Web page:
The Agriculture Committee chairman said he was “stuck voting” for the bill (which awaits Senate action) in June because House Speaker Nancy Pelosi granted his requests for broad agriculture concessions, but he won’t support it again if it remains unchanged.

Man, I totally hate it when I get ‘stuck’ soing something I agreed to do in exactly for just about every concession I asked for. Poor Collin Peterson, 2009 was a rough year.

As for the Farm Bureau Federation and their concern that a swarm of carbon-hungry forests are going to swoop in and conquer the Grain Belt, they might yet be saved from the onslaught of immobile carbon zombie hordes, with their sinister foliage and penetrable cellulosic skin. A new study out of the University of Gothenburg in Sweden finds that paying people to preserve forests may not be sufficient to keep them standing. According to researchers Martin Persson and Christian Azar, a price on carbon from a cap-and-trade regime will drive demand for carbon-neutral fuel sources, such as palm-oil. This will compete directly with REDD schemes designed to pay for the preservation of tropical forests. In almost all the scenarios modeled in the study, clearing forests and planting palm oil is more profitable, meaning additional incentives aside from REDD program are necessary to keep forests standing.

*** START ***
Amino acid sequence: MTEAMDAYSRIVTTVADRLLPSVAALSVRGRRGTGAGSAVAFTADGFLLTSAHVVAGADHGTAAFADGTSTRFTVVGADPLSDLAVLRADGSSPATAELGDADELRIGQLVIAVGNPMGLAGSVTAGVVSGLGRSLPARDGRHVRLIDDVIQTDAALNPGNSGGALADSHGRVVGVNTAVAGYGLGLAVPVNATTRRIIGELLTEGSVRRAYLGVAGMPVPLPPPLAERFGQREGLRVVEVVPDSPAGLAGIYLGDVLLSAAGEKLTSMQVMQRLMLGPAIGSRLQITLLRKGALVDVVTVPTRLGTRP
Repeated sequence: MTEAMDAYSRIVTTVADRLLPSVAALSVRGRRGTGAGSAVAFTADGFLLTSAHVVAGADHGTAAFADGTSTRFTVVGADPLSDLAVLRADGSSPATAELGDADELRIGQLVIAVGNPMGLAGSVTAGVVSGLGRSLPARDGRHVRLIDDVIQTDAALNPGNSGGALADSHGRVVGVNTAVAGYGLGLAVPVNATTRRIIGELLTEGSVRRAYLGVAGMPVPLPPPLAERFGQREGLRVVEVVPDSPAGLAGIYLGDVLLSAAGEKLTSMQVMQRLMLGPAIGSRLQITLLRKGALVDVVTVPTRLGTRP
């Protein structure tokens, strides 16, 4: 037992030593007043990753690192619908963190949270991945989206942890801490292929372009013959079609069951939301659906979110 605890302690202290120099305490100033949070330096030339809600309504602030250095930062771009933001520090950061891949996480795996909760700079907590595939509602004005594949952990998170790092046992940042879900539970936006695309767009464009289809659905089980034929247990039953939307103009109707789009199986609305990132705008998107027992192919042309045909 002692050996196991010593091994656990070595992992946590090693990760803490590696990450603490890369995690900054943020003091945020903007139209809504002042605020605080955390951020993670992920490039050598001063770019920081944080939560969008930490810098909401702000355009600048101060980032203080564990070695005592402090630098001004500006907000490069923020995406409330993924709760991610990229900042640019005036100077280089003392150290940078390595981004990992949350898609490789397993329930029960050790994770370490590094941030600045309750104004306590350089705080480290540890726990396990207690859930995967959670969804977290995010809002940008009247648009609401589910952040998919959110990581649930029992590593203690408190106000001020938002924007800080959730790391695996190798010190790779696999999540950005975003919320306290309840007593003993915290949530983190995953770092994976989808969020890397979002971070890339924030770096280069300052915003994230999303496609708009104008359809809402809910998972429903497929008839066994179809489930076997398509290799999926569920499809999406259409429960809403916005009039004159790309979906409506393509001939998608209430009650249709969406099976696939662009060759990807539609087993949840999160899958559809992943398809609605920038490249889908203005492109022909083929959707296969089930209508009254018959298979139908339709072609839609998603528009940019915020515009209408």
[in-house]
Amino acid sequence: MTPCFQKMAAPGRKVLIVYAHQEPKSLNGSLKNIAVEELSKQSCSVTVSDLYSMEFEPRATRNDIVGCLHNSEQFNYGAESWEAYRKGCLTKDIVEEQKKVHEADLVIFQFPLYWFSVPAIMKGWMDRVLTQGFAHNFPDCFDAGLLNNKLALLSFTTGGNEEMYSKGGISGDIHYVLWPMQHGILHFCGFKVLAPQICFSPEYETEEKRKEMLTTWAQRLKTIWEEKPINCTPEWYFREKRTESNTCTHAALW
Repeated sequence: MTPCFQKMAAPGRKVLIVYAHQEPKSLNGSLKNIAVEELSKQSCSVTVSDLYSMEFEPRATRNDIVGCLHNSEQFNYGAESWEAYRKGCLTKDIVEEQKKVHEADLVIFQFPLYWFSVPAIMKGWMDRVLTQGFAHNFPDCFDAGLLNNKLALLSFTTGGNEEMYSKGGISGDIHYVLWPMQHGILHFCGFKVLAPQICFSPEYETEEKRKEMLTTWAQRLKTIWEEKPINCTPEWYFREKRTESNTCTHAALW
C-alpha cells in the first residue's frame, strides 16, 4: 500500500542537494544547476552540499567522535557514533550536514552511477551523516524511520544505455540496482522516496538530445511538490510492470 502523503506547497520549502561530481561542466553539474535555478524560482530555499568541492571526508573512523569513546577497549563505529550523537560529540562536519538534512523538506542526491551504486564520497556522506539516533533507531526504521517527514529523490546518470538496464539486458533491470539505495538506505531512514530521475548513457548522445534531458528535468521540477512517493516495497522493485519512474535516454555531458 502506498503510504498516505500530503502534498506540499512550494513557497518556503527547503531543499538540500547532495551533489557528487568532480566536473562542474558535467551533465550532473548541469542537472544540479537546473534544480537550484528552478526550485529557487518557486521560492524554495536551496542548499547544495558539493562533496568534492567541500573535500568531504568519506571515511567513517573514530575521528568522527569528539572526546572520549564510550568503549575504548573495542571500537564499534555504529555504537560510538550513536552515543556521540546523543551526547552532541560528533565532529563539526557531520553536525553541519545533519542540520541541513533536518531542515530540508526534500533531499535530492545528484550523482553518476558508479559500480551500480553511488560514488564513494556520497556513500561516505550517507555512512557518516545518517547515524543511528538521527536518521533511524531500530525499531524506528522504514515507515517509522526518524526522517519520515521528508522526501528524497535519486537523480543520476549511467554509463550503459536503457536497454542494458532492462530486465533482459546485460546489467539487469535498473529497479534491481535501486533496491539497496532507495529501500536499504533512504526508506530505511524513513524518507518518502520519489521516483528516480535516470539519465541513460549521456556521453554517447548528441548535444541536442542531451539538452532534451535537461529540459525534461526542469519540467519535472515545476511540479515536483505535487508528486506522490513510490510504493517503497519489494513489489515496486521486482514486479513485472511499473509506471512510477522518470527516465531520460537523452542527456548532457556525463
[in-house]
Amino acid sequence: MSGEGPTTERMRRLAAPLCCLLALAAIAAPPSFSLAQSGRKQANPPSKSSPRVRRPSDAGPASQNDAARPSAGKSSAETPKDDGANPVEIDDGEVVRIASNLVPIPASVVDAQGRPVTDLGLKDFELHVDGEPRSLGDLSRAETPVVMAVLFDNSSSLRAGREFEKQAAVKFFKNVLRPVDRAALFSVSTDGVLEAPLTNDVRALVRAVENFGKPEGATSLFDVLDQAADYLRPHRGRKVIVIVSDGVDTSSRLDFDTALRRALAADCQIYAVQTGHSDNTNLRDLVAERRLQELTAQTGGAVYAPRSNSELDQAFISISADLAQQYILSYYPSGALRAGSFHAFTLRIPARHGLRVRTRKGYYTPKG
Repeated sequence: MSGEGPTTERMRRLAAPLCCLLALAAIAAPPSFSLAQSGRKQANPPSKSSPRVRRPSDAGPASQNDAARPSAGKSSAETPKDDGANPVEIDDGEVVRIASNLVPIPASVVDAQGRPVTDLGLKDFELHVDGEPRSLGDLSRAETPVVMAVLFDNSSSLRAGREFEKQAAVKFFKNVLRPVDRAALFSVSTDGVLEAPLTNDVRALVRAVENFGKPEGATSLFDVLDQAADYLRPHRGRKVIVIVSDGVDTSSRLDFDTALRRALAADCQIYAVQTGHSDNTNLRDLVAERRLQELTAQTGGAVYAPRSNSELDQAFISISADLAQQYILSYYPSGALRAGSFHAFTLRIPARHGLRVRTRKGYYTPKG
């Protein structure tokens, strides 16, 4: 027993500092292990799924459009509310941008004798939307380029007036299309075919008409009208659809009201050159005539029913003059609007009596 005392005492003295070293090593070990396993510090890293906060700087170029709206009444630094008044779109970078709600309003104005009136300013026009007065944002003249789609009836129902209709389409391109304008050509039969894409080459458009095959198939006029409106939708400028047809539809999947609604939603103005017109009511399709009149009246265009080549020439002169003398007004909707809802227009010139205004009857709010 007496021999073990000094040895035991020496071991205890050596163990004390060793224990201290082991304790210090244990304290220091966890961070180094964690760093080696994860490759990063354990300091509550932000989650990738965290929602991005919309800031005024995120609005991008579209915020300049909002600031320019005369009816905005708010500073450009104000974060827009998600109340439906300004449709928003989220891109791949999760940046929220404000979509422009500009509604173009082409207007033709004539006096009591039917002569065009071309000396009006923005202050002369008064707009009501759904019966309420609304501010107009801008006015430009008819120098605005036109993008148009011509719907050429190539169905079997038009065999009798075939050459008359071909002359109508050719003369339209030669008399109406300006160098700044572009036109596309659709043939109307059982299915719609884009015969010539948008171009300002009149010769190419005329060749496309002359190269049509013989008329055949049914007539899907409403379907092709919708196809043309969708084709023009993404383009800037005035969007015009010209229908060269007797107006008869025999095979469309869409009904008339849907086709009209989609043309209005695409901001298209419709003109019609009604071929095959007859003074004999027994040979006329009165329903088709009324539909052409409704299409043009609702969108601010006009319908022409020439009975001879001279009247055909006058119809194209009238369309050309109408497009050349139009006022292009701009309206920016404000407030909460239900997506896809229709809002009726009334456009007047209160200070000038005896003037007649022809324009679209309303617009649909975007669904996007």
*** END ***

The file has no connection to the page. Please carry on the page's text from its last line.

While the study focuses on tropical forests and palm oil, and thus is not directly applicable to the Grain Belt per se, it does suggests that the competition for land between biofuels and forest carbon offset is not  so cut and dry. Demand for biofuels from US sources has the potential to overwhelm demand for offsets, especially if cheaper international options are available. Farmers may yet be saved from being taken over by ravenous groves of fast growing trees. Thank God, because they need all the help they can get.